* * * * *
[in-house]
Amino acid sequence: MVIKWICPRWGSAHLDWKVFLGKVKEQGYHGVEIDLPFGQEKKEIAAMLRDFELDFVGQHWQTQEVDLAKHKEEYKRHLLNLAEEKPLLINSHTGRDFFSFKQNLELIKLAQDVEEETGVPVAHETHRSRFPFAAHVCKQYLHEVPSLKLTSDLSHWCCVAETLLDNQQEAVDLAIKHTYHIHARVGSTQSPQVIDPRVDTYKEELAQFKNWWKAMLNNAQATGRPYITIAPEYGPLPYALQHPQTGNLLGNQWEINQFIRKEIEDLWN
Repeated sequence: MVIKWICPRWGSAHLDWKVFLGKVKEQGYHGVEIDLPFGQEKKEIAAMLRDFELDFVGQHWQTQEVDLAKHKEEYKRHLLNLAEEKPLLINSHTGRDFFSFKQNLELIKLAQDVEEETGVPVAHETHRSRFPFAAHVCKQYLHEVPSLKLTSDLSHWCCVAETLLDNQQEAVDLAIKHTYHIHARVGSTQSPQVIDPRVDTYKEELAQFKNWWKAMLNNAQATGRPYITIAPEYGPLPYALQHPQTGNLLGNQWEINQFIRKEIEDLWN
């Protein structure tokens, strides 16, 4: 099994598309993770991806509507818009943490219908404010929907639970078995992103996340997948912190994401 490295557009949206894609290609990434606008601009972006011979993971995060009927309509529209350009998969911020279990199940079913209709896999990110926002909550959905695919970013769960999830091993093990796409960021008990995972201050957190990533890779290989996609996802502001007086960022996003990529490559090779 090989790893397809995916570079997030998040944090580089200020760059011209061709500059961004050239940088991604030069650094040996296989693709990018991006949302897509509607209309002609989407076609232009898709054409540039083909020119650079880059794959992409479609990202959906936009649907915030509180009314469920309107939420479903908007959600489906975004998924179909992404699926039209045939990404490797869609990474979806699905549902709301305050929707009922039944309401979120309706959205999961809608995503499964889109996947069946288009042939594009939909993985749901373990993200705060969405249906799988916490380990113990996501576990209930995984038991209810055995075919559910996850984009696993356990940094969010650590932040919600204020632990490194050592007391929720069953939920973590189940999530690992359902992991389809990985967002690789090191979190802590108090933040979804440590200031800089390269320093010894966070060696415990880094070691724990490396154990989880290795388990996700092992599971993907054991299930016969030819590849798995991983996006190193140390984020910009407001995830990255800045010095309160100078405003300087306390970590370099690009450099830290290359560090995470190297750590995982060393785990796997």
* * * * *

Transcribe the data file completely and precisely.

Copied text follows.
[in-house]
Amino acid sequence: MVIKWICPRWGSAHLDWKVFLGKVKEQGYHGVEIDLPFGQEKKEIAAMLRDFELDFVGQHWQTQEVDLAKHKEEYKRHLLNLAEEKPLLINSHTGRDFFSFKQNLELIKLAQDVEEETGVPVAHETHRSRFPFAAHVCKQYLHEVPSLKLTSDLSHWCCVAETLLDNQQEAVDLAIKHTYHIHARVGSTQSPQVIDPRVDTYKEELAQFKNWWKAMLNNAQATGRPYITIAPEYGPLPYALQHPQTGNLLGNQWEINQFIRKEIEDLWN
Repeated sequence: MVIKWICPRWGSAHLDWKVFLGKVKEQGYHGVEIDLPFGQEKKEIAAMLRDFELDFVGQHWQTQEVDLAKHKEEYKRHLLNLAEEKPLLINSHTGRDFFSFKQNLELIKLAQDVEEETGVPVAHETHRSRFPFAAHVCKQYLHEVPSLKLTSDLSHWCCVAETLLDNQQEAVDLAIKHTYHIHARVGSTQSPQVIDPRVDTYKEELAQFKNWWKAMLNNAQATGRPYITIAPEYGPLPYALQHPQTGNLLGNQWEINQFIRKEIEDLWN
């Protein structure tokens, strides 16, 4: 099994598309993770991806509507818009943490219908404010929907639970078995992103996340997948912190994401 490295557009949206894609290609990434606008601009972006011979993971995060009927309509529209350009998969911020279990199940079913209709896999990110926002909550959905695919970013769960999830091993093990796409960021008990995972201050957190990533890779290989996609996802502001007086960022996003990529490559090779 090989790893397809995916570079997030998040944090580089200020760059011209061709500059961004050239940088991604030069650094040996296989693709990018991006949302897509509607209309002609989407076609232009898709054409540039083909020119650079880059794959992409479609990202959906936009649907915030509180009314469920309107939420479903908007959600489906975004998924179909992404699926039209045939990404490797869609990474979806699905549902709301305050929707009922039944309401979120309706959205999961809608995503499964889109996947069946288009042939594009939909993985749901373990993200705060969405249906799988916490380990113990996501576990209930995984038991209810055995075919559910996850984009696993356990940094969010650590932040919600204020632990490194050592007391929720069953939920973590189940999530690992359902992991389809990985967002690789090191979190802590108090933040979804440590200031800089390269320093010894966070060696415990880094070691724990490396154990989880290795388990996700092992599971993907054991299930016969030819590849798995991983996006190193140390984020910009407001995830990255800045010095309160100078405003300087306390970590370099690009450099830290290359560090995470190297750590995982060393785990796997």